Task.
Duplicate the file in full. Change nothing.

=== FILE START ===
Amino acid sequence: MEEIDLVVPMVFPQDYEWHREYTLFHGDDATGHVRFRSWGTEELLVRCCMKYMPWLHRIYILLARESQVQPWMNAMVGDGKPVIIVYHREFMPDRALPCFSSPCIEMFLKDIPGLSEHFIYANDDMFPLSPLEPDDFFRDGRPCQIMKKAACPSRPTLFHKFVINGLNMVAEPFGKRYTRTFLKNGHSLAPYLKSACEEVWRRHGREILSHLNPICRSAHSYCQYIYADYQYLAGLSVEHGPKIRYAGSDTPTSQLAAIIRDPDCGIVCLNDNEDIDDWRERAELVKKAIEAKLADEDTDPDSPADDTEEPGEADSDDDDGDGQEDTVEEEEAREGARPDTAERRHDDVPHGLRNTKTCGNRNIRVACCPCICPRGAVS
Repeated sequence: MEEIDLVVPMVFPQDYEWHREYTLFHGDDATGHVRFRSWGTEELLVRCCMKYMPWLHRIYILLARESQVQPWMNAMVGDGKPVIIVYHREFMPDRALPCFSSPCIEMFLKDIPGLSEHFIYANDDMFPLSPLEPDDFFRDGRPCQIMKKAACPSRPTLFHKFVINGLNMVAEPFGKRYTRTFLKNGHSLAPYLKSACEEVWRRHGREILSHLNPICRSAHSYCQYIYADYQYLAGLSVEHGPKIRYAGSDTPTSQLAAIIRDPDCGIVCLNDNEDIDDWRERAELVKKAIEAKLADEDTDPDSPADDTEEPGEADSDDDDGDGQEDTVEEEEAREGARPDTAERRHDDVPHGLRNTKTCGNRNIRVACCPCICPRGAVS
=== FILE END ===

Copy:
Amino acid sequence: MEEIDLVVPMVFPQDYEWHREYTLFHGDDATGHVRFRSWGTEELLVRCCMKYMPWLHRIYILLARESQVQPWMNAMVGDGKPVIIVYHREFMPDRALPCFSSPCIEMFLKDIPGLSEHFIYANDDMFPLSPLEPDDFFRDGRPCQIMKKAACPSRPTLFHKFVINGLNMVAEPFGKRYTRTFLKNGHSLAPYLKSACEEVWRRHGREILSHLNPICRSAHSYCQYIYADYQYLAGLSVEHGPKIRYAGSDTPTSQLAAIIRDPDCGIVCLNDNEDIDDWRERAELVKKAIEAKLADEDTDPDSPADDTEEPGEADSDDDDGDGQEDTVEEEEAREGARPDTAERRHDDVPHGLRNTKTCGNRNIRVACCPCICPRGAVS
Repeated sequence: MEEIDLVVPMVFPQDYEWHREYTLFHGDDATGHVRFRSWGTEELLVRCCMKYMPWLHRIYILLARESQVQPWMNAMVGDGKPVIIVYHREFMPDRALPCFSSPCIEMFLKDIPGLSEHFIYANDDMFPLSPLEPDDFFRDGRPCQIMKKAACPSRPTLFHKFVINGLNMVAEPFGKRYTRTFLKNGHSLAPYLKSACEEVWRRHGREILSHLNPICRSAHSYCQYIYADYQYLAGLSVEHGPKIRYAGSDTPTSQLAAIIRDPDCGIVCLNDNEDIDDWRERAELVKKAIEAKLADEDTDPDSPADDTEEPGEADSDDDDGDGQEDTVEEEEAREGARPDTAERRHDDVPHGLRNTKTCGNRNIRVACCPCICPRGAVS